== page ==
'Dream' Ring des Nibelungen  (Bodanzky, Furtwangler)  (12-Immortal Performances IPCD 1026/29)
Item# OP2875
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Product Description

'Dream' Ring des Nibelungen  (Bodanzky, Furtwangler)  (12-Immortal Performances IPCD 1026/29)
OP2875. DER RING DES NIBELUNGEN, (The ‘Dream’ RING, a composite Live Performance from the 1930s), w.Furtwängler, Bodanzky & Leinsdorf Cond. (partially) Met Opera Ensemble; Flagstad, Melchior, Schorr, Lehmann, Branzell, List, Thorborg, Habich, Laufkötter, Janssen, Hilde Konetzni, Weber, [and now offers Ludwig Weber as Hagen replacing Denzo Ernster], etc.). (Canada) 12-Immortal Performances IPCD 1026/29, an entirely new creation in a handsome, Boxed Edition (including extensive booklet texts about the composer, singers, the performance, the work, together with biographies, detailed recording notes as well as photographs of the singers in their rôles). Restoration, re-creation & transfers by Richard Caniell. Despite Caniell’s ever-popular ‘Dream RING’ previously issued on Guild eleven years ago, this entirely new presentation is from Caniell’s recent diligent work during the past year in using state-of-the-art equipment, combined with his critical, discerning ear. - 696859207686, 696859207693, 696859207709, 696859207716


"So here it is, the 'Dream RING' in a shiny new re-master and restoration . . . a dream that is, vocally at least, a RING to die for . . . Make no mistake, this whole enterprise is a significant achievement in recorded history . . . Issues like the Immortal Performances RING give hope for all. Richard Caniell’s super-project is an astonishing achievement and one that deserves to be roundly applauded. Building on previous releases, and presented with trademark documentation (i.e., lots of it), this is thought-provoking, stimulating, and a reminder of Wagner’s achievement as much as Caniell’s.”

- Colin Clarke, FANFARE, Nov./Dec., 2013

“Richard Caniell, the proprietor of Immortal Performances and producer of these discs, has done this with the RING before, when he worked with Guild Records. He now works exclusively for his own label, and he has redone the ‘Dream Ring’, making considerable improvements along the way. The sound quality is both more vivid and more consistent here than it was on Guild. He has realized what many of us have dreamed about—if only we could create the ideal performance by combining recordings with different singers into a magnificent whole.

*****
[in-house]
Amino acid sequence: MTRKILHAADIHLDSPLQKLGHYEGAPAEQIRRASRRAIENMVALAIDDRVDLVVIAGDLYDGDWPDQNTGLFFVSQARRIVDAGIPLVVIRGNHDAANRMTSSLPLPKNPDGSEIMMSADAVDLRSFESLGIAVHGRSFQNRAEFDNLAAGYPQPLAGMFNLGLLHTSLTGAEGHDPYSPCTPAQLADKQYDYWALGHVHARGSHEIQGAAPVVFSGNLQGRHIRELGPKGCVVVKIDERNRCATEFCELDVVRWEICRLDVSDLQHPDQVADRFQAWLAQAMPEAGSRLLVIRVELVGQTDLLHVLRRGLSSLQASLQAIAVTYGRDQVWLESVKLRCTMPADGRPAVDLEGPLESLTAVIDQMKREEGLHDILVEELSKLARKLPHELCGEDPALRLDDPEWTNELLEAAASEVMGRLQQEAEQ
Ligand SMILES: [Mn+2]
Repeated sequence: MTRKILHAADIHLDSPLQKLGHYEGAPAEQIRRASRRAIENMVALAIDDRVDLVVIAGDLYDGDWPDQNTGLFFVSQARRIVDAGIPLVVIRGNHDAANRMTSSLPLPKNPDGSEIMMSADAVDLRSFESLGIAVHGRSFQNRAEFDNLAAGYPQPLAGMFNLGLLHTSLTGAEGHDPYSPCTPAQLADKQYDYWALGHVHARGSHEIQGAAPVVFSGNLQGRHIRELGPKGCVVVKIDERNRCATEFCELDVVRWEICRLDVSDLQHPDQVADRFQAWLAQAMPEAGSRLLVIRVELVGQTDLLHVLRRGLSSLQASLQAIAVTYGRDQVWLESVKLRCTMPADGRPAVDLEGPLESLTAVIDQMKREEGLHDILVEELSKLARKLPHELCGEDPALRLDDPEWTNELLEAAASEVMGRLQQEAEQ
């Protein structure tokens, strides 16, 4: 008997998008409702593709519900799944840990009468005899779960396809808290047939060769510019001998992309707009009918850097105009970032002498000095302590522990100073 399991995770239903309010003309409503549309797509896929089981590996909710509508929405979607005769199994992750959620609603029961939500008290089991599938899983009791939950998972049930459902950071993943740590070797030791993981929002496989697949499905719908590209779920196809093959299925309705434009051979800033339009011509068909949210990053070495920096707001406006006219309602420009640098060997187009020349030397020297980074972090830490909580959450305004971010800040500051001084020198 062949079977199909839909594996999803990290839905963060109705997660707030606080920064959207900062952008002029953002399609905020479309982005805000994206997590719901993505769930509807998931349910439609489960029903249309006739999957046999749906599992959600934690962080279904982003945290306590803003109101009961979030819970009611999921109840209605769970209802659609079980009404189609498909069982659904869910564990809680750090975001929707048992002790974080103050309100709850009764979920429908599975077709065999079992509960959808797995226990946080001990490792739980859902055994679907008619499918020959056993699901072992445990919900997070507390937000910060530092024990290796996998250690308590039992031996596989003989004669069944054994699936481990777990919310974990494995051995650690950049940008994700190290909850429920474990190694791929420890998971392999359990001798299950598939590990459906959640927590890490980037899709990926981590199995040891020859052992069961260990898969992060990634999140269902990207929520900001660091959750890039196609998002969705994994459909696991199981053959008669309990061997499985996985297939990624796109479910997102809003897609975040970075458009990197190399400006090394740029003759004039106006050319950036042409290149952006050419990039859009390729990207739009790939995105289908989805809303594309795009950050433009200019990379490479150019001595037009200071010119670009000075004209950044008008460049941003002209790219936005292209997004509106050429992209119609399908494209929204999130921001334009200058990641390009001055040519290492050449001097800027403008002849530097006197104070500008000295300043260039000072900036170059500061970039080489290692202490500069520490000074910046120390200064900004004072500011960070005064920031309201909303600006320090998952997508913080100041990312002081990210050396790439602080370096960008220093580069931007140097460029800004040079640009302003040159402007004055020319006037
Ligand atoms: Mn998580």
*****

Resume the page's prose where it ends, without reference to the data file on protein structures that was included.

If you are a purist who cannot tolerate the idea of this kind of wizardry in concocting performances, then you should not read further, because this set will hold no interest for you (except for SIEGFRIED, which is the one opera that is a whole performance without changes). It is important to point out that performances with these casts actually did occur, but they were not broadcast, and thus not preserved as they happened. If the idea doesn’t repel you, then the issue you will want addressed is how well it is done, and the answer is that it is done very well indeed. GÖTTERDÄMMERUNG probably has the most dramatic number of changes. Caniell summarizes them in the accompanying booklet in a very general way, but doesn’t give edit-by-edit details. The archivist part of me wishes he would, but the listener in me understands why he doesn’t. When I asked him about it, Caniell responded that he doesn’t provide the laundry list because he doesn’t wish to ‘dispel or violate the magic of what Gestalt there is in communicating an actual ongoing performance’. I understand, and I think I agree with him. If we had a detailed index of where changes occurred, we would be focusing on that, listening to see if we could detect the change—and the whole purpose of what he has done, which is to attempt to create what sounds like a unified, effective, and great performance, would be contradicted.

What you get here are four individual recordings of the operas that represent greater Wagner singing than is heard on any other recording, and sound restoration that is as good as is possible today. And all of the conducting is very fine, even if Bodanzky, Furtwängler, and Leinsdorf are three quite different musicians.

The Immolation Scene used here is from Covent Garden 1937, surely the finest of the five recorded versions with Flagstad and Furtwängler. Her voice peals out with authority and ease, soaring through Wagner’s long line. The scene brings to a close this remarkable achievement—a RING cycle for the ages, with the greatest Wagnerian voices of the 20th century brought together in front of the microphones in a way that may never have happened in the real world of broadcasts and recordings, but surely did in the ears of those lucky enough to have heard them together in the house in unrecorded performances, and in the dreams of all who love this music. Caniell has made considerable improvements over his Guild ‘Dream Ring’ set, in terms of cleaning up the sound, making it more consistent, and improving some of the edits.

What he has done is to bring to life something almost all of us have done in our minds’ ears. And he has done it with astonishing skill.”

- Henry Fogel, FANFARE, Nov./Dec., 2013